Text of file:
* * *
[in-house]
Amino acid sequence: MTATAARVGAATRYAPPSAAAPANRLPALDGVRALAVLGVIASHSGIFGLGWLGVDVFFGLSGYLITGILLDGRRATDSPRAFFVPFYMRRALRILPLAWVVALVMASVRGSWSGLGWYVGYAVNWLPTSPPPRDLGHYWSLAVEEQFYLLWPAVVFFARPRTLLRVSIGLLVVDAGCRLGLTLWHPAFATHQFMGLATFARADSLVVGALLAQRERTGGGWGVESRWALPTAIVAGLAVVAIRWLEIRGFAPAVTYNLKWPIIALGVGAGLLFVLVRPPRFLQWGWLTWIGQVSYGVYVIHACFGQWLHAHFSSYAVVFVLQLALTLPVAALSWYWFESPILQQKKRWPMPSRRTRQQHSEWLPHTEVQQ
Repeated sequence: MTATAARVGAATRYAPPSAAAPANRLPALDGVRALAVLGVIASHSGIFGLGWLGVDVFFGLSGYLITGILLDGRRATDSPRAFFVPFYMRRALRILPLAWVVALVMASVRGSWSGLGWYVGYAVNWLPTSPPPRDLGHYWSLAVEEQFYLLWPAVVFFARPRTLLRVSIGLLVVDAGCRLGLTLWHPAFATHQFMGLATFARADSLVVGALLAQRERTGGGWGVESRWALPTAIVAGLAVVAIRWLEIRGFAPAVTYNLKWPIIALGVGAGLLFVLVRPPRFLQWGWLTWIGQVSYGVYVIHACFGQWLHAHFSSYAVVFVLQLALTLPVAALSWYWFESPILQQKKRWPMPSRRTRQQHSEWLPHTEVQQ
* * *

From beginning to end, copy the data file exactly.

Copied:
[in-house]
Amino acid sequence: MTATAARVGAATRYAPPSAAAPANRLPALDGVRALAVLGVIASHSGIFGLGWLGVDVFFGLSGYLITGILLDGRRATDSPRAFFVPFYMRRALRILPLAWVVALVMASVRGSWSGLGWYVGYAVNWLPTSPPPRDLGHYWSLAVEEQFYLLWPAVVFFARPRTLLRVSIGLLVVDAGCRLGLTLWHPAFATHQFMGLATFARADSLVVGALLAQRERTGGGWGVESRWALPTAIVAGLAVVAIRWLEIRGFAPAVTYNLKWPIIALGVGAGLLFVLVRPPRFLQWGWLTWIGQVSYGVYVIHACFGQWLHAHFSSYAVVFVLQLALTLPVAALSWYWFESPILQQKKRWPMPSRRTRQQHSEWLPHTEVQQ
Repeated sequence: MTATAARVGAATRYAPPSAAAPANRLPALDGVRALAVLGVIASHSGIFGLGWLGVDVFFGLSGYLITGILLDGRRATDSPRAFFVPFYMRRALRILPLAWVVALVMASVRGSWSGLGWYVGYAVNWLPTSPPPRDLGHYWSLAVEEQFYLLWPAVVFFARPRTLLRVSIGLLVVDAGCRLGLTLWHPAFATHQFMGLATFARADSLVVGALLAQRERTGGGWGVESRWALPTAIVAGLAVVAIRWLEIRGFAPAVTYNLKWPIIALGVGAGLLFVLVRPPRFLQWGWLTWIGQVSYGVYVIHACFGQWLHAHFSSYAVVFVLQLALTLPVAALSWYWFESPILQQKKRWPMPSRRTRQQHSEWLPHTEVQQ